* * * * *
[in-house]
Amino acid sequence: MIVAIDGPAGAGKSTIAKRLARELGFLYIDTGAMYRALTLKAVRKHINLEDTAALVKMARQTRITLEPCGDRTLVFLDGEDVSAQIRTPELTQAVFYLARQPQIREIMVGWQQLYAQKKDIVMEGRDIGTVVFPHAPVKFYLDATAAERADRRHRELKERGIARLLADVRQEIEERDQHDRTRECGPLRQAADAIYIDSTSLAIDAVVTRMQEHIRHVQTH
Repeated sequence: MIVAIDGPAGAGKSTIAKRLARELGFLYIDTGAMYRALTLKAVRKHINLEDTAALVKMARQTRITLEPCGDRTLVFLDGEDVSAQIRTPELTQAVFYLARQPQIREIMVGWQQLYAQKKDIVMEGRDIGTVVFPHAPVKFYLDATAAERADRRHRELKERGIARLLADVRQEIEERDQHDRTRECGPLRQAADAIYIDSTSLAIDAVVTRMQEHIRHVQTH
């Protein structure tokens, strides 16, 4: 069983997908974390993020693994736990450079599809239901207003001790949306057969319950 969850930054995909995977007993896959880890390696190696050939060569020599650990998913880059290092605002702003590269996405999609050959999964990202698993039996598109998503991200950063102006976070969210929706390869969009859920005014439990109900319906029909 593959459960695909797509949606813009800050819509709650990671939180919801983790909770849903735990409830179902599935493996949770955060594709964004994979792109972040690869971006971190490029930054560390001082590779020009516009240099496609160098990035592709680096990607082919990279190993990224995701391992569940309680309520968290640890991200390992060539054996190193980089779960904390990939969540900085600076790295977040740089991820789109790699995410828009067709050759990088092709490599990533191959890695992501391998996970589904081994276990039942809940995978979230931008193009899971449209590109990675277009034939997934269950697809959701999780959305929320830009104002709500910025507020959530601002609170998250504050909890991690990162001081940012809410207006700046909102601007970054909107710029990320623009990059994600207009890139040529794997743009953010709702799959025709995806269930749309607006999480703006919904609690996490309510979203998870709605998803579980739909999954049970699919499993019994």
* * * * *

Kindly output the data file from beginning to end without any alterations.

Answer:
[in-house]
Amino acid sequence: MIVAIDGPAGAGKSTIAKRLARELGFLYIDTGAMYRALTLKAVRKHINLEDTAALVKMARQTRITLEPCGDRTLVFLDGEDVSAQIRTPELTQAVFYLARQPQIREIMVGWQQLYAQKKDIVMEGRDIGTVVFPHAPVKFYLDATAAERADRRHRELKERGIARLLADVRQEIEERDQHDRTRECGPLRQAADAIYIDSTSLAIDAVVTRMQEHIRHVQTH
Repeated sequence: MIVAIDGPAGAGKSTIAKRLARELGFLYIDTGAMYRALTLKAVRKHINLEDTAALVKMARQTRITLEPCGDRTLVFLDGEDVSAQIRTPELTQAVFYLARQPQIREIMVGWQQLYAQKKDIVMEGRDIGTVVFPHAPVKFYLDATAAERADRRHRELKERGIARLLADVRQEIEERDQHDRTRECGPLRQAADAIYIDSTSLAIDAVVTRMQEHIRHVQTH
């Protein structure tokens, strides 16, 4: 069983997908974390993020693994736990450079599809239901207003001790949306057969319950 969850930054995909995977007993896959880890390696190696050939060569020599650990998913880059290092605002702003590269996405999609050959999964990202698993039996598109998503991200950063102006976070969210929706390869969009859920005014439990109900319906029909 593959459960695909797509949606813009800050819509709650990671939180919801983790909770849903735990409830179902599935493996949770955060594709964004994979792109972040690869971006971190490029930054560390001082590779020009516009240099496609160098990035592709680096990607082919990279190993990224995701391992569940309680309520968290640890991200390992060539054996190193980089779960904390990939969540900085600076790295977040740089991820789109790699995410828009067709050759990088092709490599990533191959890695992501391998996970589904081994276990039942809940995978979230931008193009899971449209590109990675277009034939997934269950697809959701999780959305929320830009104002709500910025507020959530601002609170998250504050909890991690990162001081940012809410207006700046909102601007970054909107710029990320623009990059994600207009890139040529794997743009953010709702799959025709995806269930749309607006999480703006919904609690996490309510979203998870709605998803579980739909999954049970699919499993019994």